Volunteer Opportunities with the Court
One of the benefits of my role at the court is connecting with the many attorney volunteers who graciously give of their time as part of the court’s long-standing partnership with the CCCBA. These attorneys roundly describe their service as both personally and professionally fulfilling. Service not only provides support for the public but can also aid attorneys in developing a particular legal skill set or in strengthening their knowledge in an existing practice area. Whether it is providing someone the opportunity to “have their day in court” for their small claims matter, assisting parties in resolving discovery disputes, or mediating tense unlawful detainer cases where a person’s home is at stake, volunteer attorneys are an invaluable resource for the public and the court. Here are a few of the opportunities the court offers for attorneys who wish to volunteer their time and talent for the public’s benefit.
Temporary judges are attorneys appointed by the court to help resolve a backlog of cases by covering calendars for judges or commissioners who are unavailable. Volunteer temporary judges typically support the commissioners in unlawful detainer, traffic, civil harassment, and small claims matters. The court also utilizes temporary judges in its probate departments and offers specialized training in probate law for those individuals. The temporary judge program is particularly beneficial for those who may consider a judicial appointment. In Contra Costa, most current commissioners and many current judges previously served as temporary judges here or in other counties.
An attorney must have at least 10 years of active membership with the State Bar of California and must complete training in bench conduct/judicial demeanor, ethics, and additional courses related to the specific subject matter in which the temporary judge will hear cases. For all current application and training information, including upcoming training classes, the court maintains a dedicated temporary judge webpage.1
The service of these volunteer attorneys is essential to court operations, as without them, litigants throughout the county would experience inconvenience and significant delays in resolving their matters. And many times, the only judicial officer an individual will encounter in their case is a temporary judge. Temporary judges not only serve the court itself, but for those who appear before them, they also represent the court’s core ideals of the fair and impartial administration of justice in the public interest.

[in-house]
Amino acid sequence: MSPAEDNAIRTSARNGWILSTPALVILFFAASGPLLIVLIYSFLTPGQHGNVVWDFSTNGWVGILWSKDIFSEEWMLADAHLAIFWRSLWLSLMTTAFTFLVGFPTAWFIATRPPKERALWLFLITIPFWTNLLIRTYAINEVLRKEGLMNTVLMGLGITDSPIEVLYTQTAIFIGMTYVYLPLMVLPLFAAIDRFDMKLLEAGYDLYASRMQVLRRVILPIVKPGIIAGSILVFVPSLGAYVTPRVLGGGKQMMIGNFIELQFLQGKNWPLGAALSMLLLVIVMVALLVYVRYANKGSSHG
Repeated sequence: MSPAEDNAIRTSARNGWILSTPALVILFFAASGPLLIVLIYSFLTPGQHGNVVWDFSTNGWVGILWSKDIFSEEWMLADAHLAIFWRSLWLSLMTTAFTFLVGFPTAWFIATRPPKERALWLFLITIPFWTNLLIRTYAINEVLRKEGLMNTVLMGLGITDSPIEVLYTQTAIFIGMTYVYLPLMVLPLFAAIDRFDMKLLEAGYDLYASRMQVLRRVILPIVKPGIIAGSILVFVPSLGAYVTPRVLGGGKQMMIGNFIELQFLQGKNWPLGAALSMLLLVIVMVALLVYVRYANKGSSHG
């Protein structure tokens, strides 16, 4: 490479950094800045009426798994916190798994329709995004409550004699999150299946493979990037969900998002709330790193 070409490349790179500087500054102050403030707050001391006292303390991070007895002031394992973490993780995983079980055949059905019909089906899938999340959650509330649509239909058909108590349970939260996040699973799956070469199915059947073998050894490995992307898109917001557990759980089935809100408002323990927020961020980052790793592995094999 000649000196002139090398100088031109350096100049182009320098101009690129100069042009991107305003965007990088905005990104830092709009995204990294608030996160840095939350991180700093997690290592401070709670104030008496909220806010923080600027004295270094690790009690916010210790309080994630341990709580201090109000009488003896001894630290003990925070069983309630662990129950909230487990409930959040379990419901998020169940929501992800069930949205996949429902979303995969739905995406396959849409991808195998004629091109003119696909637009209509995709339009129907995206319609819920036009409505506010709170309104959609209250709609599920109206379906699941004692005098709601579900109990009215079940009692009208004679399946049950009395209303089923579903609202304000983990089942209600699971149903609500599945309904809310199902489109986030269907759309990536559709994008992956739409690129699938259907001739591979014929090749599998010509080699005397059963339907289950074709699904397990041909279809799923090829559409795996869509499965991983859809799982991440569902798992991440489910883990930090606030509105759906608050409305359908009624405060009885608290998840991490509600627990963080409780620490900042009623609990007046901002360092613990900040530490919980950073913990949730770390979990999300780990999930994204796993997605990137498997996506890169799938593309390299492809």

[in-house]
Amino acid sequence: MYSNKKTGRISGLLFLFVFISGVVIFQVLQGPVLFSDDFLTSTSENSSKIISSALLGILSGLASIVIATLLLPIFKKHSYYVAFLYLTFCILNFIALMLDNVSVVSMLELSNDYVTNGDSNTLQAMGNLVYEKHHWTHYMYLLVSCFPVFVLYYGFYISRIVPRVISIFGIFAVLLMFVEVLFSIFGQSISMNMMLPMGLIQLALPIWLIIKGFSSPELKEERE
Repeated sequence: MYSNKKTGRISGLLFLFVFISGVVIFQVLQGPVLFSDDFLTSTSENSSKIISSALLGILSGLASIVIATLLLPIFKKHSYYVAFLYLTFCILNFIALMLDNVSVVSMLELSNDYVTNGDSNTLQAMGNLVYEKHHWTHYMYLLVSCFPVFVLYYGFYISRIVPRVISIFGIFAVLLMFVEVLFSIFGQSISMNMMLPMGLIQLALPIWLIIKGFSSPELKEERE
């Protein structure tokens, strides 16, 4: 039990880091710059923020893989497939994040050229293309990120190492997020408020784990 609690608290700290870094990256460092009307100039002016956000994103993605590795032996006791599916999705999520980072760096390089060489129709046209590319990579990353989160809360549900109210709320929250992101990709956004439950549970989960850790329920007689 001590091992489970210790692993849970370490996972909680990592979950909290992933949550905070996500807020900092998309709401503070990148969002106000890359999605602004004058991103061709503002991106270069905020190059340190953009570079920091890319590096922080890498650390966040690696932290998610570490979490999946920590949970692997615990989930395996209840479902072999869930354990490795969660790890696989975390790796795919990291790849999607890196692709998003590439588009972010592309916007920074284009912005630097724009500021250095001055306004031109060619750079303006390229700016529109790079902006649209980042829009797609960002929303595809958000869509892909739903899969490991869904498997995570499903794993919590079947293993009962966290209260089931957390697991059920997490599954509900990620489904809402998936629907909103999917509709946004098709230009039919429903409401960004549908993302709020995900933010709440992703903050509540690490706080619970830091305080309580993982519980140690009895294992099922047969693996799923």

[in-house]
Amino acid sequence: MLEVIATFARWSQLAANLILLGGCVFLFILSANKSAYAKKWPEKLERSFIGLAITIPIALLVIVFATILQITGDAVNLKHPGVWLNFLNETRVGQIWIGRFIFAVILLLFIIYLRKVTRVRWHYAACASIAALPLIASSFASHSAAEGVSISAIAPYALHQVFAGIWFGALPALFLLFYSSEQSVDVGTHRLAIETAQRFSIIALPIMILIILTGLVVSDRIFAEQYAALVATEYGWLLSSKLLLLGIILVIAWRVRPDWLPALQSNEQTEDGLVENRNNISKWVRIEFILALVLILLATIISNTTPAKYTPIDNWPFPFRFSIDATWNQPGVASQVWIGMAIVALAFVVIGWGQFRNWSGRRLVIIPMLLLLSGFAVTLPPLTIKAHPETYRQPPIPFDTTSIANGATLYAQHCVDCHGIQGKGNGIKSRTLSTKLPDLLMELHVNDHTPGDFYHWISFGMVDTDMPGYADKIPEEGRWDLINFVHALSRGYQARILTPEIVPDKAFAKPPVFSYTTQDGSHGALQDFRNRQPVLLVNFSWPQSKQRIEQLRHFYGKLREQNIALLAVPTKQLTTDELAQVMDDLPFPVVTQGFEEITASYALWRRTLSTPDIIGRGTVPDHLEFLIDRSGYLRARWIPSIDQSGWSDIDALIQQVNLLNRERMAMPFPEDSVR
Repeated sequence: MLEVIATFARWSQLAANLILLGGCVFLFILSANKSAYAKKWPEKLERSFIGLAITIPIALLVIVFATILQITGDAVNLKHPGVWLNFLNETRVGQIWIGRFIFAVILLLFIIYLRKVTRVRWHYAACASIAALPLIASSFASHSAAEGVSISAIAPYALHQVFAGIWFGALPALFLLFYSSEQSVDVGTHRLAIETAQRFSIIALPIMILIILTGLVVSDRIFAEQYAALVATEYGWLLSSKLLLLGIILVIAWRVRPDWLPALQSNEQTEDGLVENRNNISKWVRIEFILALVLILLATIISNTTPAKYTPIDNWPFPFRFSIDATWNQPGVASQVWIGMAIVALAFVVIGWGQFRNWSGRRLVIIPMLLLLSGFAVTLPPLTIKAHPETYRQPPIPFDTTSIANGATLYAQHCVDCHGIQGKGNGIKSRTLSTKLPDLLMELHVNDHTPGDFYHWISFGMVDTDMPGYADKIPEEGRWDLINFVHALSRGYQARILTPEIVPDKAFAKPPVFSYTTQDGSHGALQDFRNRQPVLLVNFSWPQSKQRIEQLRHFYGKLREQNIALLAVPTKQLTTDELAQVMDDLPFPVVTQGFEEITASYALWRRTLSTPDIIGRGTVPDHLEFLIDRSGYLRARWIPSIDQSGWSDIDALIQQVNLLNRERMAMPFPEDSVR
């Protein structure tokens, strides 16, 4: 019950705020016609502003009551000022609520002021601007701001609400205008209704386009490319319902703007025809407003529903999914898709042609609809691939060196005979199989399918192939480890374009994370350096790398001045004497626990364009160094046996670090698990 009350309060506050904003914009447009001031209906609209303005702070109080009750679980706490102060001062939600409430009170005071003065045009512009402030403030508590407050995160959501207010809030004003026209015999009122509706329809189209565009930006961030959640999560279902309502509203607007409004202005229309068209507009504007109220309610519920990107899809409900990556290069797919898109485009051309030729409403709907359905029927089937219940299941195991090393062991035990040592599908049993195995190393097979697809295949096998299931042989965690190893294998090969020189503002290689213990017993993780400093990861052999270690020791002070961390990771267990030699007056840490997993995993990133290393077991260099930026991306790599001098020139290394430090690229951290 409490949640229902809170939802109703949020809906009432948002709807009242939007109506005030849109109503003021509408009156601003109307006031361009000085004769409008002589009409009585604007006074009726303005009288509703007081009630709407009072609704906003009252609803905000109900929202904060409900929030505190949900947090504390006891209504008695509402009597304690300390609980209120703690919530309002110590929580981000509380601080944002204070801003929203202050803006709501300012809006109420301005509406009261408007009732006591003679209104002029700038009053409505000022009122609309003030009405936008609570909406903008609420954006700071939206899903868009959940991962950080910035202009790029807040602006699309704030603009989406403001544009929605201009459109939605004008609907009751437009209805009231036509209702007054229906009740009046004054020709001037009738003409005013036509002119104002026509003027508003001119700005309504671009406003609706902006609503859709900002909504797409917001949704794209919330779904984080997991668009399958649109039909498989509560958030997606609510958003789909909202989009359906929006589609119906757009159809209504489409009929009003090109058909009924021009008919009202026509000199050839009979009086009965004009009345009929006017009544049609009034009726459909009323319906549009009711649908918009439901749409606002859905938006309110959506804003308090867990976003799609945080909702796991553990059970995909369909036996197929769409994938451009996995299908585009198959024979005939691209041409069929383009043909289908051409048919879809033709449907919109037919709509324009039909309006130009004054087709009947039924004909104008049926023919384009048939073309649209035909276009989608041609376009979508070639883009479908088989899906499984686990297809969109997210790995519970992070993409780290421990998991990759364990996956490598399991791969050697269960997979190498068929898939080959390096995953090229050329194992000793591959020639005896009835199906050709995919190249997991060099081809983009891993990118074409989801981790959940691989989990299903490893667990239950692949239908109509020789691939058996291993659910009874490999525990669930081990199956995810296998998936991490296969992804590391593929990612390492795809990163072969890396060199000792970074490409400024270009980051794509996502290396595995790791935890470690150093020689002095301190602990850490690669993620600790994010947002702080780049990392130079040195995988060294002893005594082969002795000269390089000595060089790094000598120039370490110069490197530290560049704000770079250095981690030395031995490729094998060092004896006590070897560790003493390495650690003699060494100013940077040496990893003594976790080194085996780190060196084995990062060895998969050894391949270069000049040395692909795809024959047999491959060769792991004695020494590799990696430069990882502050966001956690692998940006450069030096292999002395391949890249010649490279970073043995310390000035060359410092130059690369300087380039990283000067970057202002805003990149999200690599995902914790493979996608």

The court also relies on volunteer attorneys in its Discovery Facilitator Program to assist parties in resolving discovery disputes without the full cost and risk of a motion. This program is particularly close to me, as I volunteered as a facilitator several times when I was still in private practice. While the process is not mediation and therefore not privileged, discovery facilitators can assist parties toward negotiated resolution where possible, and if not, they ultimately provide a recommendation to the court on the merits of the dispute. In a recent review of two sample months of program requests, the court determined that more than half of the disputes were resolved through this process and without the need for a full motion. Volunteer discovery facilitators assist the parties in resolving disputes in a more economical fashion and help clear crowded discovery calendars.
Case Evaluators and Settlement Mentors / Congress of Neutrals
The court also relies on volunteer attorneys to serve as mediators, settlement mentors, and case evaluators as part of its Alternative Dispute Resolution Program. More information about the court’s ADR services, including application materials for service on the court’s ADR panels, many be found on the court’s website.2 Attorneys may also serve with the Congress of Neutrals, a non-profit organization that trains mediators to assist in resolving many cases, including unlawful detainer, small claims, and civil harassment matters. Please visit the Congress of Neutrals website for more information on that program.3 These volunteers are invaluable to the court as the attorneys are particularly successful at guiding the parties to a negotiated, satisfactory resolution, thereby alleviating these particularly impacted court calendars.
Court Appointed Special Advocates (CASA)
CASA volunteers are appointed by the court to advocate for the best interests of children who are involved in the child welfare system. Attorneys, particularly those with experience in family law or child advocacy, can be valuable advocates for children and provide recommendations to the court regarding their placement and care. Volunteers are typically appointed in cases where a child has been removed from their home due to abuse or neglect and is in protective custody. The role of a CASA volunteer is to gather information about the child’s situation and provide recommendations to the court regarding the child’s placement, medical care and education. CASA volunteers work closely with professionals who are involved in the child welfare system, including attorneys and social workers, to ensure that the child’s needs are being met. Beyond support through the process, CASA volunteers provide a consistent presence and emotional support for the child. The dedication of CASA volunteers to children in need makes a significant difference in their lives and their communities. More information about becoming a CASA volunteer may be found at the Contra Costa County CASA website.4
The court is fortunate to work in partnership with the many volunteer attorneys who have graciously dedicated their efforts to these services. On behalf of the court, I encourage each of you to consider offering your time and service to these programs.